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require("fs").readFile ("file", "ascii", function (e, d){
    console.log(d==="聵") //true

How is this possible? is not an ascii character, is encoded with 3 bytes, 0xE881B5. What I expect is to get è\u0081µ because ascii characters are encoded with a single byte. If I read using "binary" encoding it prints true, what I expect with ascii encoding...

require("fs").readFile ("file", "binary", function (e, d){
    console.log(d === "è\u0081µ") //true

Is this result an intentional feature? If ascii encoding returns the same result as utf8 encoding then why is "ascii" a possible parameter?


This is the content (opened with HxD program):

Offset(h) 00 01 02 03 04 05 06 07 08 09 0A 0B 0C 0D 0E 0F

00000000  E8 81 B5                                         è.µ


require("fs").readFile ("file", function (e, d){
    console.log (d.toString ("ascii") === "聵") //true
    console.log (d.toString ("utf8") === "聵") //true
    console.log (d.toString ("binary") === "è\u0081µ") //true
    console.log (d) //<Buffer e8 81 b5>

The issue is submitted to the devs:

share|improve this question
For clarity, also add a) hex dump of file, b) length of d variable. – Deestan Dec 14 '12 at 13:41
up vote 0 down vote accepted

It's a bug:


share|improve this answer

The quick answer is that Node doesn't do any magic when converting from a Buffer to a string, whether it is ascii or utf8. Your utf8 string is totally invalid ascii, so I guess ideally it would throw an error, but obviously it doesn't. I would not expect the è\u0081µ since that is invalid ascii.

You can see in the Node source, the code for converting from a buffer to a string are the ...slice functions. The ascii and utf8 functions are identical, leading to the behavior you are seeing. These constructors don't do anything fancy, they just take a sequence of bytes and convert it into a JS string, assuming that it is valid in that encoding.

The differences between the two encodings come from the AsciiWrite and Utf8Write functions in that file, which treat things differently.

For example:

new Buffer("聵", 'ascii') // <Buffer 75>
new Buffer("聵", 'utf8')  // <Buffer e8 81 b5>

As you saw from your tests, binary fits better with what you are looking for. binary goes through each individual byte in a buffer and returns a string where each code point has that byte value.

(new Buffer([0xe8, 0x81, 0xb5])).toString('binary').charCodeAt(0); // 0xe8
share|improve this answer
That makes sense. If the file is valid ASCII, it can be read as if it was UTF-8. Node just doesn't do any validation. – Deestan Dec 18 '12 at 9:52

Without knowing exactly what language that is, I am guessing Japanese (correct me if I am wrong). But I believe it is purely coincidental that the characters you supplied happen to fall in the ascii standard, Japanese character encodings

However, Shift JIS has the unfortunate property that it often breaks any parser (software that reads the coded text) that is not specifically designed to handle it. For example, a text search method can get false hits if it is not designed for Shift JIS. EUC, on the other hand, is handled much better by parsers that have been written for 7-bit ASCII (and thus EUC encodings are used on UNIX, where much of the file-handling code was historically only written for English encodings). But EUC is not backwards compatible with JIS X 0201, the first main Japanese encoding. Further complications arise because the original Internet e-mail standards only support 7-bit transfer protocols. Thus JIS encoding was developed for sending and receiving e-mails.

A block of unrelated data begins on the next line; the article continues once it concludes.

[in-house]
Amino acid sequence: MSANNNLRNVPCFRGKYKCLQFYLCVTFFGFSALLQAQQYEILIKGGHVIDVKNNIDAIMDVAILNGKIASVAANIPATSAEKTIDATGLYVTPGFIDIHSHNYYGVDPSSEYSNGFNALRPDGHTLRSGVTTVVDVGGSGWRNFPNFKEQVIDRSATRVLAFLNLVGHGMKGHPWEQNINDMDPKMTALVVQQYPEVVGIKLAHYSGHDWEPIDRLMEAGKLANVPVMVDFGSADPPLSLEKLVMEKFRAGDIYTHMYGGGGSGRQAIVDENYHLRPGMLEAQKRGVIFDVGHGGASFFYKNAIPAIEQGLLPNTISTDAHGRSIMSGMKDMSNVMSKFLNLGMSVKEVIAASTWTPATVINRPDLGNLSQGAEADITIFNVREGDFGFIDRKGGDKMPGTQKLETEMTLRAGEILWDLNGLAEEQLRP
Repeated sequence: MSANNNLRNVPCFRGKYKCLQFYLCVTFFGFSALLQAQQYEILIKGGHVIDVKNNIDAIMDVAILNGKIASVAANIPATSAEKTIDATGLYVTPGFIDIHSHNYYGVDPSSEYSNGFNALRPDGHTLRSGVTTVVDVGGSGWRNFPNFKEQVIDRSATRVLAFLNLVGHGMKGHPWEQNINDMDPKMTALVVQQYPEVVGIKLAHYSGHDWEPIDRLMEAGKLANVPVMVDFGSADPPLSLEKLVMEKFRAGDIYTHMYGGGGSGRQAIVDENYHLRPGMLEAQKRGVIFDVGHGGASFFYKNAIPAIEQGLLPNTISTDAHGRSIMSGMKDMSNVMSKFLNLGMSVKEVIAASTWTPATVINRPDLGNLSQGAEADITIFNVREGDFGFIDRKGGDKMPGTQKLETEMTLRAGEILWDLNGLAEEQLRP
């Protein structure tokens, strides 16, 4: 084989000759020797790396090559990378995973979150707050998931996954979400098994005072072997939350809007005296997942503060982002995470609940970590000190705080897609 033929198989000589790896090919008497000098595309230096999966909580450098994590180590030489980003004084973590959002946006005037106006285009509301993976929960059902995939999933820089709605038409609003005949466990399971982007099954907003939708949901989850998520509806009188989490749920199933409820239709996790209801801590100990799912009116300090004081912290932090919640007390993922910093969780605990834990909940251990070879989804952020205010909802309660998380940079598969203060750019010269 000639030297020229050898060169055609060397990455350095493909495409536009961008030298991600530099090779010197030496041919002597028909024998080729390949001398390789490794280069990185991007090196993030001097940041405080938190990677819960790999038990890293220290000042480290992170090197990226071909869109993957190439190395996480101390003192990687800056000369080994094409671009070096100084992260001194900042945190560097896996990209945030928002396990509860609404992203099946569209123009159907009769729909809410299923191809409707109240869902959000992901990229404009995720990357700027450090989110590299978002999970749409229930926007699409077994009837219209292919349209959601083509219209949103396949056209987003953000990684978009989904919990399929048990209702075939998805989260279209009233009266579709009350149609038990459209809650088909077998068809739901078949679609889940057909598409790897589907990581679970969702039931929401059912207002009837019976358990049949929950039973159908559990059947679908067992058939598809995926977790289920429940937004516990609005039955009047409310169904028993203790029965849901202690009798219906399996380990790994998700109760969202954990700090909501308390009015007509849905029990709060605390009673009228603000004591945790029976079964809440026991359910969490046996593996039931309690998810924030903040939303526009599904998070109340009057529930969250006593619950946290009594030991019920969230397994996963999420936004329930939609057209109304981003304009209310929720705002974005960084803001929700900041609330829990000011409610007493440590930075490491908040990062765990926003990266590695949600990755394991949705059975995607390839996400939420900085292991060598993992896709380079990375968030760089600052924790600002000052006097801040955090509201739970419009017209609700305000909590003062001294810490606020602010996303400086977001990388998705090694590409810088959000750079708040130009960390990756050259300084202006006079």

In character set standards such as JIS, not all required characters are included, so gaiji (外字 "external characters") are sometimes used to supplement the character set. Gaiji may come in the form of external font packs, where normal characters have been replaced with new characters, or the new characters have been added to unused character positions. However, gaiji are not practical in Internet environments since the font set must be transferred with text to use the gaiji. As a result, such characters are written with similar or simpler characters in place, or the text may need to be written using a larger character set (such as Unicode) that supports the required character.

I would try with some more "exotic" characters, as your test will fail.

share|improve this answer
That doesn't answer why node decodes the file as utf8 while explicitly told to decode it as ascii. The expected behavior is an error, as 0xe8 is outside ascii range. – Deestan Dec 14 '12 at 13:43
@Deestan Where in your original question did you say anything about utf8? Unless I am missing something and binary == utf8? – Woot4Moo Dec 14 '12 at 13:45
I've taken a random unicode char, I don't know the language. If I use another character, like Ж, this one is encoded with 2 bytes, but again if I do d === "Ж" with ascii encoding it prints true. – Gabriel Llamas Dec 14 '12 at 13:46
The file is in UTF8-encoding. 0xE881B5 is the UTF8-encoding of 聵, and is what is stored in the file. Reading this as UTF8 should give "聵". Reading it as binary should give "\u00e8\u0081\u00b5". Reading it as ASCII should give an error. – Deestan Dec 14 '12 at 13:48
@Deestan reading it in ascii wouldn't throw an error if node.js converts it like so &#1046; and does some magic on the back end – Woot4Moo Dec 14 '12 at 13:50

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